Conflict Intervention as Crime Prevention

Report Author

Justin R. Corbett

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Table of Contents

Mechanism of Impact

Interaction Enhancement

Interaction enhancement is focused on the microsociology of interaction rituals387 and attempts to produce a lasting marginalization of both the acceptance and normative values of conflict-relevant patterns of harmful behavior.388 This mechanism draws extensively from research on the construction and manipulability of interaction rituals, a sort of behavioral shorthand we establish to improve interaction efficiency and signal psychosocial value preferences.

Restorative processes, for example, can help enhance interaction rituals through their openness to – if not overt encouragement of – emotionally powerful expressions. These expressions serve to collectively refocus attention on the ritual violation and its resulting harm. From this shared focus, participants are often swept into a common mood that encourages reestablishing more congruent interaction rituals.389 For many, the prospect of improving future interactions is a key driver in clients’ decision to participate in such interventions.390

Not all rituals will be equally susceptible to the interaction enhancement mechanism. Cases most influenced by providers’ specific interventions are likely those where interaction routines are poised to exert meaningful future influence, but which are not already firmly established,391 those with ambiguous conflict norms,392 and those with serial argumentative histories.393

Once effectively altered, future interactions begin drawing upon routines less likely to favor or rationalize harm and less susceptible to rapid escalation. If successfully embedded, these new routines will reduce the need for future interventions and minimize subsequent contact with the criminal justice system.


387. Collins, R. (2004).

388. In interpersonal conflict, violence is routinized as a variably appropriate/desirable response, and legitimized through socialization and within the broad context of its application (Kennedy, L.W., Forde, D.R., 1999).

389. Collins, R. (2004).

390. The prevailing motivation to participate in mediation for criminal complaints – as high as 70% for victim participants of NYPI’s criminal court program – is to repair the relationship (Hoerres, T., 2014).

391. For example, a two-hour mediation – despite all the constructive processes introduced and skills modeled – is unlikely to substantively alter the interaction routines for those intimate, long-standing relationships firmly rooted in and stylized by a history of thousands (possibly tens of thousands) of disconfirming interactions. Acquaintance-level neighbor relationships, on the other hand, which may have as little as several hours of actual in-person interaction histories, has the potential to be far more influenced by a two hour mediation session simply because that time represents a far greater portion of the collective interaction history. As such, mediation is more likely to constructively alter their future interaction history. (An experience representing 1/1,000th of a collective history is far less influential than one representing 1/10th of an interaction history.) This, along with concern for domestic violence issues, suggest non-intimate, non-stranger relationships may be most responsive to the interaction enhancement mechanism.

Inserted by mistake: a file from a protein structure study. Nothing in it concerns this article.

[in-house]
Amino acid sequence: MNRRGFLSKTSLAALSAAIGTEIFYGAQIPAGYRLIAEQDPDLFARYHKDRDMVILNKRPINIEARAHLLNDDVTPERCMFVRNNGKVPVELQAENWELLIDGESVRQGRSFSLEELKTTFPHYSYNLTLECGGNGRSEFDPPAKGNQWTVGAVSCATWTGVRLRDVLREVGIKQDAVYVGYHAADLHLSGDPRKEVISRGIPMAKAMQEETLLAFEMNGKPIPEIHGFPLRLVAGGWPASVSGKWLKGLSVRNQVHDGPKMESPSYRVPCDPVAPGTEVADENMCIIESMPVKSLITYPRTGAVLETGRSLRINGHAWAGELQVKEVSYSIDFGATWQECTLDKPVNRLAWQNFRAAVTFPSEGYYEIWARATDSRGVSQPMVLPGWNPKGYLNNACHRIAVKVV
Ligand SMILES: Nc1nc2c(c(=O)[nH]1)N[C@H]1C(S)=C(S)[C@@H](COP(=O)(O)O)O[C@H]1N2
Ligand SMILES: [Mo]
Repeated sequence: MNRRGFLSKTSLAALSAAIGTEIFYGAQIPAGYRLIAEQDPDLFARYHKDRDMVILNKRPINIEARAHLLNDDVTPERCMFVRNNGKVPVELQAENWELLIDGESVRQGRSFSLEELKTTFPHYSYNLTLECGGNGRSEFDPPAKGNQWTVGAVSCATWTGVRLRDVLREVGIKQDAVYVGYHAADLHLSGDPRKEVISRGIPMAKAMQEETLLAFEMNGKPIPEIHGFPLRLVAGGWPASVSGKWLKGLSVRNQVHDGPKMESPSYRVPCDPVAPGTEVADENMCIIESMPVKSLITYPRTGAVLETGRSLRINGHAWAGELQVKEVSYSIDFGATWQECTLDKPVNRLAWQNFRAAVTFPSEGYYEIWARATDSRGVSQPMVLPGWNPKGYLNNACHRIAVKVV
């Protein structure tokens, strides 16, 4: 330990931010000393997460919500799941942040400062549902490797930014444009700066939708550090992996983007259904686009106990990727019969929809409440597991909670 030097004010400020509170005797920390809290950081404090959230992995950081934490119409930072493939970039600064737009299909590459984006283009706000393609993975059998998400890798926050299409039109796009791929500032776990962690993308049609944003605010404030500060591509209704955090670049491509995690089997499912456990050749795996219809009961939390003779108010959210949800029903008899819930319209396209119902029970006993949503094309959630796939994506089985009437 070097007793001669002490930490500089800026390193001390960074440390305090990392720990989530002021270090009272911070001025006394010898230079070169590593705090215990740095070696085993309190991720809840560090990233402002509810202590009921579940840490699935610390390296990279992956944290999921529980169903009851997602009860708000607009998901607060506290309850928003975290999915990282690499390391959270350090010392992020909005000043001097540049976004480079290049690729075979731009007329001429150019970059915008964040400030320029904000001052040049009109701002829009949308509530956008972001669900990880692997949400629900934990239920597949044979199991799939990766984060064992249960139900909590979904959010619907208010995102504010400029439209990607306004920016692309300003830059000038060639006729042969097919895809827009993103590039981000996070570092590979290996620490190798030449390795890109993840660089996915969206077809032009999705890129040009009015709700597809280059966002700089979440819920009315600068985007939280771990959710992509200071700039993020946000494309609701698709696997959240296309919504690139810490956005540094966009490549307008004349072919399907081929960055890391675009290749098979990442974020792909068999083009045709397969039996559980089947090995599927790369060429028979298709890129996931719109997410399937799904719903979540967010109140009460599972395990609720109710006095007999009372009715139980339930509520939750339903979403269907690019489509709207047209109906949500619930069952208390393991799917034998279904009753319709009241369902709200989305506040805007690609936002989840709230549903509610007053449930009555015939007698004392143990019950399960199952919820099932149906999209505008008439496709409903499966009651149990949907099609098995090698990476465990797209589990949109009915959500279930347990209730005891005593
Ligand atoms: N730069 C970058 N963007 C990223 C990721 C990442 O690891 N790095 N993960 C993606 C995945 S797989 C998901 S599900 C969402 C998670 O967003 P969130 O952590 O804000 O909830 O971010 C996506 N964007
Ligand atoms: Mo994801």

392. “In general, the less clear the rules for resolving conflict, the more likely grievances will develop and the greater the likelihood of violence” (Felson, R.B., 2015). Specifically, rules of engagement tend to be more ambiguous when there is less intimacy between the parties.

393. Serial arguments involve ongoing, unresolved conflicts that produce cyclical relational tensions. Those involved in these arguments engage in patterns of demand/withdrawal behaviors that may be susceptible to third-party facilitated problem-solving and its ability to nudge clients from their unproductive routines. Such dislodgement is important, as serial argumentative interactions are particularly destructive to relational and personal well-being (Malis, R.S., Roloff, M.E., 2006). Specifically, this interactional dynamic increases negative health states, including a down-regulating of the immune system (Reis, H.T., Gable, S.L., 2003), and elevated rates of “stress; hyperarousal; avoiding thoughts about the encounter; problems sleeping; high anxiety; cutting down on daily activities, such as work, due to emotional problems; cutting down on daily activities due to physical health problems; and physical pain” (Roloff, M.E., Reznik, R.M., 2008). In terms of relational quality, those engaging in serial arguments report lower estimates that the argument will ever be resolved, less civility of the of the interaction, greater feelings of persecution, and more negative estimates of the conflict’s effects on the relationship (Hample, D., Richards, A., 2015).